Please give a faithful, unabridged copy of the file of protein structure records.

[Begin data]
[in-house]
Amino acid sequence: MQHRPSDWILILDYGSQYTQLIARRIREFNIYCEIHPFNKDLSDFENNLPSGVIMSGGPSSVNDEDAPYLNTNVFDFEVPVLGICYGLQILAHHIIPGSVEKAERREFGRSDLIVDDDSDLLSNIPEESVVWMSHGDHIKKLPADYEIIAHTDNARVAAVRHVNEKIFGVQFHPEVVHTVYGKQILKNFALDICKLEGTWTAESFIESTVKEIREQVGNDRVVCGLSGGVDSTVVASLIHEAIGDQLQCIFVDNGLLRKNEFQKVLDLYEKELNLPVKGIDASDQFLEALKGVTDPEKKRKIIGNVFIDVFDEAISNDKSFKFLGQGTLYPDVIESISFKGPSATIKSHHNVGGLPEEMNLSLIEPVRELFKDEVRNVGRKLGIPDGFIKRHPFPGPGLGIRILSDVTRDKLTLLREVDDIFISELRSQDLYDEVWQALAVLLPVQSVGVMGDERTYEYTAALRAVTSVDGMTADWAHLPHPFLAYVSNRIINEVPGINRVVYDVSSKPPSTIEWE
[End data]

[in-house]
Amino acid sequence: MQHRPSDWILILDYGSQYTQLIARRIREFNIYCEIHPFNKDLSDFENNLPSGVIMSGGPSSVNDEDAPYLNTNVFDFEVPVLGICYGLQILAHHIIPGSVEKAERREFGRSDLIVDDDSDLLSNIPEESVVWMSHGDHIKKLPADYEIIAHTDNARVAAVRHVNEKIFGVQFHPEVVHTVYGKQILKNFALDICKLEGTWTAESFIESTVKEIREQVGNDRVVCGLSGGVDSTVVASLIHEAIGDQLQCIFVDNGLLRKNEFQKVLDLYEKELNLPVKGIDASDQFLEALKGVTDPEKKRKIIGNVFIDVFDEAISNDKSFKFLGQGTLYPDVIESISFKGPSATIKSHHNVGGLPEEMNLSLIEPVRELFKDEVRNVGRKLGIPDGFIKRHPFPGPGLGIRILSDVTRDKLTLLREVDDIFISELRSQDLYDEVWQALAVLLPVQSVGVMGDERTYEYTAALRAVTSVDGMTADWAHLPHPFLAYVSNRIINEVPGINRVVYDVSSKPPSTIEWE